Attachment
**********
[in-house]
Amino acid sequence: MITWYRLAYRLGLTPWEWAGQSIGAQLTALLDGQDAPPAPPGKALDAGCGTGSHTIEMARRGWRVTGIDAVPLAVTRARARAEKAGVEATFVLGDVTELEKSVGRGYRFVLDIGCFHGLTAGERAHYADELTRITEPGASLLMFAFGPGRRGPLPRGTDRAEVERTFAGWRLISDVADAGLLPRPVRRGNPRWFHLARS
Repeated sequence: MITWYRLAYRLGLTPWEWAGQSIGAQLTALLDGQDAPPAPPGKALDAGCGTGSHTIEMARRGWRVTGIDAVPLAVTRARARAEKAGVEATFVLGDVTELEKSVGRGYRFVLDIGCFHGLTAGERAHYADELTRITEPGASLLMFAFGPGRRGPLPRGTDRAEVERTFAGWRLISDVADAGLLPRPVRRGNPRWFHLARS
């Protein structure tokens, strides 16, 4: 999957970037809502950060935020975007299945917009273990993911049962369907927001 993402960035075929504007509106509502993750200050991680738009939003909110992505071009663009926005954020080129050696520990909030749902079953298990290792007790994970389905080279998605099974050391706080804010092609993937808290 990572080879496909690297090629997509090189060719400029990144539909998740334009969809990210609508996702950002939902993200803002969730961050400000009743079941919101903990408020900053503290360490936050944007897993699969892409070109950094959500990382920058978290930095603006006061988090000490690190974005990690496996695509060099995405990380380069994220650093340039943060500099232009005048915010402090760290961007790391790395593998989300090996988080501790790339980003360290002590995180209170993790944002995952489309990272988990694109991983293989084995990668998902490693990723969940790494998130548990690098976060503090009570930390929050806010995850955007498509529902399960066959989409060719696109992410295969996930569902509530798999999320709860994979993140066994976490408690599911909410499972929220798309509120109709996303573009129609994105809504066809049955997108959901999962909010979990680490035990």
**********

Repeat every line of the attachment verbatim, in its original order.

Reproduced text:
[in-house]
Amino acid sequence: MITWYRLAYRLGLTPWEWAGQSIGAQLTALLDGQDAPPAPPGKALDAGCGTGSHTIEMARRGWRVTGIDAVPLAVTRARARAEKAGVEATFVLGDVTELEKSVGRGYRFVLDIGCFHGLTAGERAHYADELTRITEPGASLLMFAFGPGRRGPLPRGTDRAEVERTFAGWRLISDVADAGLLPRPVRRGNPRWFHLARS
Repeated sequence: MITWYRLAYRLGLTPWEWAGQSIGAQLTALLDGQDAPPAPPGKALDAGCGTGSHTIEMARRGWRVTGIDAVPLAVTRARARAEKAGVEATFVLGDVTELEKSVGRGYRFVLDIGCFHGLTAGERAHYADELTRITEPGASLLMFAFGPGRRGPLPRGTDRAEVERTFAGWRLISDVADAGLLPRPVRRGNPRWFHLARS
């Protein structure tokens, strides 16, 4: 999957970037809502950060935020975007299945917009273990993911049962369907927001 993402960035075929504007509106509502993750200050991680738009939003909110992505071009663009926005954020080129050696520990909030749902079953298990290792007790994970389905080279998605099974050391706080804010092609993937808290 990572080879496909690297090629997509090189060719400029990144539909998740334009969809990210609508996702950002939902993200803002969730961050400000009743079941919101903990408020900053503290360490936050944007897993699969892409070109950094959500990382920058978290930095603006006061988090000490690190974005990690496996695509060099995405990380380069994220650093340039943060500099232009005048915010402090760290961007790391790395593998989300090996988080501790790339980003360290002590995180209170993790944002995952489309990272988990694109991983293989084995990668998902490693990723969940790494998130548990690098976060503090009570930390929050806010995850955007498509529902399960066959989409060719696109992410295969996930569902509530798999999320709860994979993140066994976490408690599911909410499972929220798309509120109709996303573009129609994105809504066809049955997108959901999962909010979990680490035990």